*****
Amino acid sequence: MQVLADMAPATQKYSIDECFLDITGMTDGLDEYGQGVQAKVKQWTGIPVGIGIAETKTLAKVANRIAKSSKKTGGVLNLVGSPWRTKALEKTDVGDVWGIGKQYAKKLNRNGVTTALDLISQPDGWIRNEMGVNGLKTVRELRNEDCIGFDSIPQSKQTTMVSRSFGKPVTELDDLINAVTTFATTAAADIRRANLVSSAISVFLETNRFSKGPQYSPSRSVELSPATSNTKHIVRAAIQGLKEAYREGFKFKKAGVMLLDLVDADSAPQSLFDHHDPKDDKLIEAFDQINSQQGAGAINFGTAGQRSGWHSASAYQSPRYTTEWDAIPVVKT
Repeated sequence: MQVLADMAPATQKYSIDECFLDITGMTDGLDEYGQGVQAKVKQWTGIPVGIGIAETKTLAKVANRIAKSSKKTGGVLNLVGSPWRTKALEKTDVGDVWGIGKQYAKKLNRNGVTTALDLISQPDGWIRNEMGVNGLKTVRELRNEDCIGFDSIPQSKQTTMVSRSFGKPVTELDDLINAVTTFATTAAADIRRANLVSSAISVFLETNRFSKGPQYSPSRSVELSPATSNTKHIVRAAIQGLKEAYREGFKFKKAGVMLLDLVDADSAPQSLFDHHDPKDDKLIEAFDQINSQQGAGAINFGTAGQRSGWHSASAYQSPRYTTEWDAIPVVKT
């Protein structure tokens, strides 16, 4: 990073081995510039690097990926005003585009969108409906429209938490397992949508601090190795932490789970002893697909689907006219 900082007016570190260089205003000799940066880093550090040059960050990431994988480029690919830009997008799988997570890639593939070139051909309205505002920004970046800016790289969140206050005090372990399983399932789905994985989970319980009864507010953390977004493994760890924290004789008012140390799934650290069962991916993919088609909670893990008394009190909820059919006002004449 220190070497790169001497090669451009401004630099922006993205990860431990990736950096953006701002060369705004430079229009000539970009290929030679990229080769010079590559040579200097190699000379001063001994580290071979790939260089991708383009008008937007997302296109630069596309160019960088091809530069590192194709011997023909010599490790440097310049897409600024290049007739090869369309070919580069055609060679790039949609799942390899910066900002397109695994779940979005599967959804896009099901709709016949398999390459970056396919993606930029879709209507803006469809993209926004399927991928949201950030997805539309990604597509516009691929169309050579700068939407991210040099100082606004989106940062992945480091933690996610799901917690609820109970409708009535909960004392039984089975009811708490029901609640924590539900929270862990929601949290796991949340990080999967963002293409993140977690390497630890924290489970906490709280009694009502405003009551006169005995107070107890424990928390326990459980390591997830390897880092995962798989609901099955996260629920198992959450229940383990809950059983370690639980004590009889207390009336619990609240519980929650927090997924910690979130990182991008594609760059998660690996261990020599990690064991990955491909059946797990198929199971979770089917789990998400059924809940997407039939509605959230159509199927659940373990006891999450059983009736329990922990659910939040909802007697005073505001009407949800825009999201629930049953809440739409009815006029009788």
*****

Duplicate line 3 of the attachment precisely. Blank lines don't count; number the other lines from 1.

């Protein structure tokens, strides 16, 4: 990073081995510039690097990926005003585009969108409906429209938490397992949508601090190795932490789970002893697909689907006219 900082007016570190260089205003000799940066880093550090040059960050990431994988480029690919830009997008799988997570890639593939070139051909309205505002920004970046800016790289969140206050005090372990399983399932789905994985989970319980009864507010953390977004493994760890924290004789008012140390799934650290069962991916993919088609909670893990008394009190909820059919006002004449 220190070497790169001497090669451009401004630099922006993205990860431990990736950096953006701002060369705004430079229009000539970009290929030679990229080769010079590559040579200097190699000379001063001994580290071979790939260089991708383009008008937007997302296109630069596309160019960088091809530069590192194709011997023909010599490790440097310049897409600024290049007739090869369309070919580069055609060679790039949609799942390899910066900002397109695994779940979005599967959804896009099901709709016949398999390459970056396919993606930029879709209507803006469809993209926004399927991928949201950030997805539309990604597509516009691929169309050579700068939407991210040099100082606004989106940062992945480091933690996610799901917690609820109970409708009535909960004392039984089975009811708490029901609640924590539900929270862990929601949290796991949340990080999967963002293409993140977690390497630890924290489970906490709280009694009502405003009551006169005995107070107890424990928390326990459980390591997830390897880092995962798989609901099955996260629920198992959450229940383990809950059983370690639980004590009889207390009336619990609240519980929650927090997924910690979130990182991008594609760059998660690996261990020599990690064991990955491909059946797990198929199971979770089917789990998400059924809940997407039939509605959230159509199927659940373990006891999450059983009736329990922990659910939040909802007697005073505001009407949800825009999201629930049953809440739409009815006029009788």